At the start of trading on Tuesday, UK and European stocks had managed to claw back some of the previous day’s losses, with the FTSE 100 and STOXX 600 opening 0.9% higher after the UK cabinet said it would wait for more data before imposing restrictions.

BoE first major central bank to lift rates

Last week, the Bank of England (BoE) became the first major central bank to increase interest rates since the pandemic hit. The monetary policy committee voted 8-1 to raise the base rate from 0.1% to 0.25%, surprising investors for the second time in six weeks. Investors and economists had expected the Bank to leave interest rates unchanged because of the uncertainty created by the Omicron variant.

Governor Andrew Bailey said the Bank needed to tackle the strong inflationary pressures building up in the economy. The annual rate of inflation hit 5.1% in November, the highest level in a decade. Bailey told the BBC it could reach around 6% in the next two to three months. He said the Bank had thought “long and hard” about the impact of Omicron on economic activity before making its decision. “But it is not at all clear if the impact [on the economy] could cause inflation to come down, or even go up,” he added.

Fed and ECB reduce asset purchases

The US Federal Reserve announced last Wednesday that it would taper its support for the economy more quickly than planned. Stimulus will be reduced by $30bn a month from January and is expected to end by March. Fed chair Jerome Powell said economic activity is on track to expand at a robust pace this year, and the US is making “rapid progress” towards maximum employment. Officials forecast that benchmark interest rates would need to rise from current near-zero levels to 0.9% by the end of 2022 amid higher inflation and declining unemployment.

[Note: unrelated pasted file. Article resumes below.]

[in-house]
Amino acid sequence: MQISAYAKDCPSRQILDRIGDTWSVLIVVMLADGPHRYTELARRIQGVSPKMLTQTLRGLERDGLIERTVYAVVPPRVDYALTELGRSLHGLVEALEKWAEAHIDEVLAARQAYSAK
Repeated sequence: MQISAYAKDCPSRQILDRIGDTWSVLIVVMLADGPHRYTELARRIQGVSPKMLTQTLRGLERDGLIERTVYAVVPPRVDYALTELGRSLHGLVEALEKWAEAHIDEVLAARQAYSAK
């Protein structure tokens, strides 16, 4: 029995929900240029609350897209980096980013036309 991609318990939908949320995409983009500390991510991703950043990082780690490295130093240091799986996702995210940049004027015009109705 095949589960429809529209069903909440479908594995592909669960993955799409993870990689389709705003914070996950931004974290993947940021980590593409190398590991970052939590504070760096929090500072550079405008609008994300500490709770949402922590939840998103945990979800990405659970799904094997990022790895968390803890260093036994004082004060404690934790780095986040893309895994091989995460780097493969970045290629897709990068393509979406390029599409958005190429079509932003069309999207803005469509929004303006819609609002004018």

The European Central Bank (ECB) also announced it would reduce bond buying under its pandemic emergency purchase programme, which is due to end in March. However, bond buying under the asset purchase programme will be increased and will continue for “as long as necessary to reinforce the accommodative impact of its policy rates”, the ECB said.

Black Friday boosts UK retail sales

Last week also saw the latest retail sales figures from both the UK and the US. In the UK, retail sales volumes rose by 1.4% in November from the previous month, faster than analysts had expected and 7.2% above their February 2020 level.

Growth was driven by non-food sales, including clothes, toys, computers and jewellery, with retailers reporting strong trading around Black Friday and in the lead-up to Christmas, the Office for National Statistics said. Clothing stores sales volumes were above their pre-pandemic levels for the first time.

In the US, retail sales were below expectations, rising by 0.3% in November following a revised 1.8% gain the previous month. The suggestion is Americans started their holiday shopping earlier than usual to avoid empty shelves amid the ongoing supply chain disruption. After adjusting for inflation, retail sales fell by 0.5% in November from the previous month.

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Alex Kitteringham